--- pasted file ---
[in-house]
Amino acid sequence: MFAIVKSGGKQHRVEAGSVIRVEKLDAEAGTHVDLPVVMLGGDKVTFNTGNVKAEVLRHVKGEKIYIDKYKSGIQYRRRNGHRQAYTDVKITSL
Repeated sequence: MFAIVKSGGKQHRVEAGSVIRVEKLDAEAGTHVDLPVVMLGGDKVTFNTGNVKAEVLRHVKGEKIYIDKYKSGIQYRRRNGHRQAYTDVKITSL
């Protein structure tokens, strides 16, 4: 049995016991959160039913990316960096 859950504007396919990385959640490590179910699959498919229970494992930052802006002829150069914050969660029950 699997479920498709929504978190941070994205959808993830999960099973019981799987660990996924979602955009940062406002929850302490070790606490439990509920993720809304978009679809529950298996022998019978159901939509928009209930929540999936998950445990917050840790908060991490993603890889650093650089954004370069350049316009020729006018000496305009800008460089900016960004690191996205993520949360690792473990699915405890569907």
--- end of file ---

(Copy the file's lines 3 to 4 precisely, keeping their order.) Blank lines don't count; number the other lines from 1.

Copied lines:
Repeated sequence: MFAIVKSGGKQHRVEAGSVIRVEKLDAEAGTHVDLPVVMLGGDKVTFNTGNVKAEVLRHVKGEKIYIDKYKSGIQYRRRNGHRQAYTDVKITSL
């Protein structure tokens, strides 16, 4: 049995016991959160039913990316960096 859950504007396919990385959640490590179910699959498919229970494992930052802006002829150069914050969660029950 699997479920498709929504978190941070994205959808993830999960099973019981799987660990996924979602955009940062406002929850302490070790606490439990509920993720809304978009679809529950298996022998019978159901939509928009209930929540999936998950445990917050840790908060991490993603890889650093650089954004370069350049316009020729006018000496305009800008460089900016960004690191996205993520949360690792473990699915405890569907």